An Israeli court rejected the petition challenging the ban on the players’ travel. The team has been prevented from travelling to the West Bank due to unspecified ‘security concerns’, according to Gisha, a human rights group that petitioned the court.

A Palestine Cup match between Khadamat Rafah club and Markaz Balata was held in Gaza on 30 June, ending in a draw. Khadamat Rafah, based in Gaza, was informed three days before the 3 July rematch that 31 of its 35 permit applications had been rejected.

Last week, COGAT approved permits for the rematch, postponed to 25 September, to fewer than half the members of the club. Israel approved permits for only five players, according to Gisha.

Yet while Palestinian football is held hostage by Israel, the world football governing body FIFA has refused to take action against Israeli football clubs located in West Bank settlements. At the same time the organisation ‘Human Rights Watch’ has stated that settlement football clubs contribute to human rights violations, as ‘settlements are built on land seized from Palestinians’.

FIFA suspended South Africa in the 1960s when it was run by an apartheid government. The organisation has taken a more lenient approach to apartheid as practised by Israel.

Palestinian campaigners are demanding too that sportswear company Puma drops its sponsorship of football teams based in Israeli settlements.

All Israeli settlements in occupied territory are illegal under international law.

Meanwhile, Moroccan football fans have expressed their solidarity with Palestine at a football match. The fans waved Palestinian flags and banners against normalisation with Zionists during the game between Raja Casablanca and the Palestinian team Hilal Al-Quds.

And in Rabat, Morocco, supporters of Raja Casablanca expressed their support for the Palestinian cause during their team’s game against the Palestinian team Hilal Al-Quds. Rajawi fans waved Palestinian flags and held banners against normalisation with Zionists.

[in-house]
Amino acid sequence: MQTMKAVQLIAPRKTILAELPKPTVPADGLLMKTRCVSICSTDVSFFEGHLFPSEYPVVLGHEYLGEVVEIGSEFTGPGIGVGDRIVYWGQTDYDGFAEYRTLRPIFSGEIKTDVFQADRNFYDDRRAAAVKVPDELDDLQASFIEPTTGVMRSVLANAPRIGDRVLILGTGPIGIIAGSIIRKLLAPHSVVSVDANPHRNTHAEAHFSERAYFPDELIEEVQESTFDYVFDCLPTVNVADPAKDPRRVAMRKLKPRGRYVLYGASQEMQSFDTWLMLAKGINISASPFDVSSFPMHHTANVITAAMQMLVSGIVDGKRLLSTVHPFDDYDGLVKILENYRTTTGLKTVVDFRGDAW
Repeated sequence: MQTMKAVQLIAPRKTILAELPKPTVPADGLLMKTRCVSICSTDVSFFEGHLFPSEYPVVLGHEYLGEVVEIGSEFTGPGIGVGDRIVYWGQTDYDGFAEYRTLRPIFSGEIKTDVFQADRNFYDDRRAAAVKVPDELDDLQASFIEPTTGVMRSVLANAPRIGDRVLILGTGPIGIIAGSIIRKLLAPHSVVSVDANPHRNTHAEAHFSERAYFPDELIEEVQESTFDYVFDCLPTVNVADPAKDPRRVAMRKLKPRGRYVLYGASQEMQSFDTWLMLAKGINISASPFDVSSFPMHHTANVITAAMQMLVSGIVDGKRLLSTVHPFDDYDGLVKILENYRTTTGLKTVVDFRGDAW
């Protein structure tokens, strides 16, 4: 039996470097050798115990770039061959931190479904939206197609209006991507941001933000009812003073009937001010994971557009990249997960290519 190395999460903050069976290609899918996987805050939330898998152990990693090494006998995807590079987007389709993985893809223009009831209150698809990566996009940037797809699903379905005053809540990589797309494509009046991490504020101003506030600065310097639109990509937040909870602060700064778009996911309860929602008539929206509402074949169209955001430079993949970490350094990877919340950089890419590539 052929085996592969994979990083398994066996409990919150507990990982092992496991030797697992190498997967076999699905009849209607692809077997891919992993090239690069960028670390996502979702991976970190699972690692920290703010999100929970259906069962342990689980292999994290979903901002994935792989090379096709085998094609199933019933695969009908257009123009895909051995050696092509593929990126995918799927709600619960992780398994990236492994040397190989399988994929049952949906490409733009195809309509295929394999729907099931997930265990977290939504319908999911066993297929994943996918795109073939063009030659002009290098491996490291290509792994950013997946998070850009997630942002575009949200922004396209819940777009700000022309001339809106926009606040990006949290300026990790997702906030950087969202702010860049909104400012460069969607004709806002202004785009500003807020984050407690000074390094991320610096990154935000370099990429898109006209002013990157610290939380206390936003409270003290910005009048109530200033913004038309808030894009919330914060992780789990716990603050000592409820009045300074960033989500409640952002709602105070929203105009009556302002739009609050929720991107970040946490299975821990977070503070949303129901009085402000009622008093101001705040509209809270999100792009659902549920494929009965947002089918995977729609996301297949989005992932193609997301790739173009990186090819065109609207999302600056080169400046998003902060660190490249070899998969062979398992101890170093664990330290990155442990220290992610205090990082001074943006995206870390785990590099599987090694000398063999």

The game, which ended with Raja’s victory (1-0), was held in Casablanca’s Mohammed V stadium on Monday, September 23. The match was part of the round-of-32 of Mohammed VI Arab Champions Cup.

Before the start of the match, Raja fans displayed a Tifo depicting ‘Handala’, a famous cartoon character portraying a 10-year-old refugee child.

‘Handala’ was created by Palestinian cartoonist Naji al-Ali, one of the most famous cartoonists in the Arab world, known mostly for his criticism of Arab regimes and Israel.

Throughout the game, more than 50,000 supporters chanted songs in support of Palestine. The fans also shouted ‘Palestine, Palestine’ and ‘Gaza, we will never let you down’ for more than 90 minutes.

The Palestinians’ team goalkeeper, Rami Hamada, started chanting with the crowds for some moments in the middle of the game.

‘I would like to thank the Moroccan people for their welcoming,’ Hamada said in a post-game interview. ‘The atmosphere was amazing, I even chanted during the game.’

His team-mate Mohammed Sammar also expressed his gratitude towards Moroccan fans: ‘Many thanks to the fans who chanted for the glory of Palestine during the whole 90 minutes.’

Impressed with the support shown by the Moroccan crowds, Palestinian president, Mahmoud Abbas, promised that the Moroccan team and their fans will be hosted for free during their upcoming travel to the West Bank to play the second leg of the game, on October 3.